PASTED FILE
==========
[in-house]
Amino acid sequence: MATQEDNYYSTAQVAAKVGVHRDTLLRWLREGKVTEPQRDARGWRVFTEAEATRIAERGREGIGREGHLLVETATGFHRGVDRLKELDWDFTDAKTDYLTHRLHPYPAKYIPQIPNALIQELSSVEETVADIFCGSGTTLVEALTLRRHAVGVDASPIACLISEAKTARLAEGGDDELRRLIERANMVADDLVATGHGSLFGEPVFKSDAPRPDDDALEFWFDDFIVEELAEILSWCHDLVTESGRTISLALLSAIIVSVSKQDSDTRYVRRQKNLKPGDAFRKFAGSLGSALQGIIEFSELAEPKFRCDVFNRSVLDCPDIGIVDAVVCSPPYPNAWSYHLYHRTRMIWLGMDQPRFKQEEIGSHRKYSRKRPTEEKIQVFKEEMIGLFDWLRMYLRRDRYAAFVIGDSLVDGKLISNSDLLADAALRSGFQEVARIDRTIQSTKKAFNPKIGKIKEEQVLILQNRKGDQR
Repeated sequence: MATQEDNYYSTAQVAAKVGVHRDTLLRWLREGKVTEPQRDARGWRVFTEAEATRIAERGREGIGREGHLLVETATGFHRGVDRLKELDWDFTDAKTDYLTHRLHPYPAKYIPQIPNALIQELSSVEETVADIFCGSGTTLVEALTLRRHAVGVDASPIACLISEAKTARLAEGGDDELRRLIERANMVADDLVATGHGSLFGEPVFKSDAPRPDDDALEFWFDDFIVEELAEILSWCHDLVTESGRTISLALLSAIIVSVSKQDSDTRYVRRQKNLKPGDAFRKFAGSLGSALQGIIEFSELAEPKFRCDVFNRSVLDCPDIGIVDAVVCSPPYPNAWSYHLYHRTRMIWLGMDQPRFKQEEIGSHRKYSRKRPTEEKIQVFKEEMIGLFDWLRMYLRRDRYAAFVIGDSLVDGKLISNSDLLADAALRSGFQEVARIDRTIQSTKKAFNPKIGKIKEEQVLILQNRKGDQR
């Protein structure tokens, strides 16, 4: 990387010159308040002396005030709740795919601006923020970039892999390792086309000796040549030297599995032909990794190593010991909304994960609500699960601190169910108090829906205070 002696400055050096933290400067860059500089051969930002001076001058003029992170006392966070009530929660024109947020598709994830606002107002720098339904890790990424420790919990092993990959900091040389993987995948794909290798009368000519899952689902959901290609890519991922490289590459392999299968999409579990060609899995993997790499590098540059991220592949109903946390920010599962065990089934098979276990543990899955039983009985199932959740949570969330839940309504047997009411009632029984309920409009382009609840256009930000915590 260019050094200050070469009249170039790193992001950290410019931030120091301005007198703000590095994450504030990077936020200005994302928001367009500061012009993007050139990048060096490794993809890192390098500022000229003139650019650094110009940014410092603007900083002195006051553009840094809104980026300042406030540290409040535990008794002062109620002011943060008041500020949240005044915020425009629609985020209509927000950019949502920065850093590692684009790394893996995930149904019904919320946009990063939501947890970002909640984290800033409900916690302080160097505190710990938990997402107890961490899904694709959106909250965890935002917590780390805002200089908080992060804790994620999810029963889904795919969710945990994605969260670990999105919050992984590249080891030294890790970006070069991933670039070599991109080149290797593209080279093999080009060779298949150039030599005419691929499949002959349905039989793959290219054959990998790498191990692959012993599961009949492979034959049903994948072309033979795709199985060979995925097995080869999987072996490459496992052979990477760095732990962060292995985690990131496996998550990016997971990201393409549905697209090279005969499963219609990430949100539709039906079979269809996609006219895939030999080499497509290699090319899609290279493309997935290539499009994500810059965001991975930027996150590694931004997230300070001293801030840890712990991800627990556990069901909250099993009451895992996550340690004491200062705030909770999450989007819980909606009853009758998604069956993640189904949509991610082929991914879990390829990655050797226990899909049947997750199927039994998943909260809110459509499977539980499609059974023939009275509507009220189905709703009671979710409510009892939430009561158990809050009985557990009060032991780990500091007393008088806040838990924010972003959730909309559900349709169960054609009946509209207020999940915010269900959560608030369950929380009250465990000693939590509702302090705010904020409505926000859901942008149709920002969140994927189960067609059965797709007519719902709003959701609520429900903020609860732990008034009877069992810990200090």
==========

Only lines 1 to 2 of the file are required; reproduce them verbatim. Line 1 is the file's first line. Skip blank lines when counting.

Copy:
[in-house]
Amino acid sequence: MATQEDNYYSTAQVAAKVGVHRDTLLRWLREGKVTEPQRDARGWRVFTEAEATRIAERGREGIGREGHLLVETATGFHRGVDRLKELDWDFTDAKTDYLTHRLHPYPAKYIPQIPNALIQELSSVEETVADIFCGSGTTLVEALTLRRHAVGVDASPIACLISEAKTARLAEGGDDELRRLIERANMVADDLVATGHGSLFGEPVFKSDAPRPDDDALEFWFDDFIVEELAEILSWCHDLVTESGRTISLALLSAIIVSVSKQDSDTRYVRRQKNLKPGDAFRKFAGSLGSALQGIIEFSELAEPKFRCDVFNRSVLDCPDIGIVDAVVCSPPYPNAWSYHLYHRTRMIWLGMDQPRFKQEEIGSHRKYSRKRPTEEKIQVFKEEMIGLFDWLRMYLRRDRYAAFVIGDSLVDGKLISNSDLLADAALRSGFQEVARIDRTIQSTKKAFNPKIGKIKEEQVLILQNRKGDQR